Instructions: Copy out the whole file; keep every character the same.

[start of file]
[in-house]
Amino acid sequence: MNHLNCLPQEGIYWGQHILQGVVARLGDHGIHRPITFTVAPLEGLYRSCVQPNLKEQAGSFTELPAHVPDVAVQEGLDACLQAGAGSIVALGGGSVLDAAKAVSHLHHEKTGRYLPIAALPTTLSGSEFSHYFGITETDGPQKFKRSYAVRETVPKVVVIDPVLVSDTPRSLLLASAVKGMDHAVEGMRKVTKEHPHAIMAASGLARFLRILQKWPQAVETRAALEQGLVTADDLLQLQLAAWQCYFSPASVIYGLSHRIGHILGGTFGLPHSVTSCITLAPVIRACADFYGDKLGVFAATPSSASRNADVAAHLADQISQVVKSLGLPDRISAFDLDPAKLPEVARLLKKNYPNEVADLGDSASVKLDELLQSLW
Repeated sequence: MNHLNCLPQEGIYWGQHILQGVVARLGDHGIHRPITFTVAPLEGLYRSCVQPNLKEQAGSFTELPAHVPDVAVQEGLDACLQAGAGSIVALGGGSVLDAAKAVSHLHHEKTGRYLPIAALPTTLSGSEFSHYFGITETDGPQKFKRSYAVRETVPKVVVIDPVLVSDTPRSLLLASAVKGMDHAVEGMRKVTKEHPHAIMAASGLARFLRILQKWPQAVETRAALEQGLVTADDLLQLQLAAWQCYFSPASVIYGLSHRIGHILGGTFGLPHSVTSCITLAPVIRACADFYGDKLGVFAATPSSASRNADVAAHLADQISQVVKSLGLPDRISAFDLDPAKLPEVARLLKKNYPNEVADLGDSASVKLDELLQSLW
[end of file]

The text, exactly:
[in-house]
Amino acid sequence: MNHLNCLPQEGIYWGQHILQGVVARLGDHGIHRPITFTVAPLEGLYRSCVQPNLKEQAGSFTELPAHVPDVAVQEGLDACLQAGAGSIVALGGGSVLDAAKAVSHLHHEKTGRYLPIAALPTTLSGSEFSHYFGITETDGPQKFKRSYAVRETVPKVVVIDPVLVSDTPRSLLLASAVKGMDHAVEGMRKVTKEHPHAIMAASGLARFLRILQKWPQAVETRAALEQGLVTADDLLQLQLAAWQCYFSPASVIYGLSHRIGHILGGTFGLPHSVTSCITLAPVIRACADFYGDKLGVFAATPSSASRNADVAAHLADQISQVVKSLGLPDRISAFDLDPAKLPEVARLLKKNYPNEVADLGDSASVKLDELLQSLW
Repeated sequence: MNHLNCLPQEGIYWGQHILQGVVARLGDHGIHRPITFTVAPLEGLYRSCVQPNLKEQAGSFTELPAHVPDVAVQEGLDACLQAGAGSIVALGGGSVLDAAKAVSHLHHEKTGRYLPIAALPTTLSGSEFSHYFGITETDGPQKFKRSYAVRETVPKVVVIDPVLVSDTPRSLLLASAVKGMDHAVEGMRKVTKEHPHAIMAASGLARFLRILQKWPQAVETRAALEQGLVTADDLLQLQLAAWQCYFSPASVIYGLSHRIGHILGGTFGLPHSVTSCITLAPVIRACADFYGDKLGVFAATPSSASRNADVAAHLADQISQVVKSLGLPDRISAFDLDPAKLPEVARLLKKNYPNEVADLGDSASVKLDELLQSLW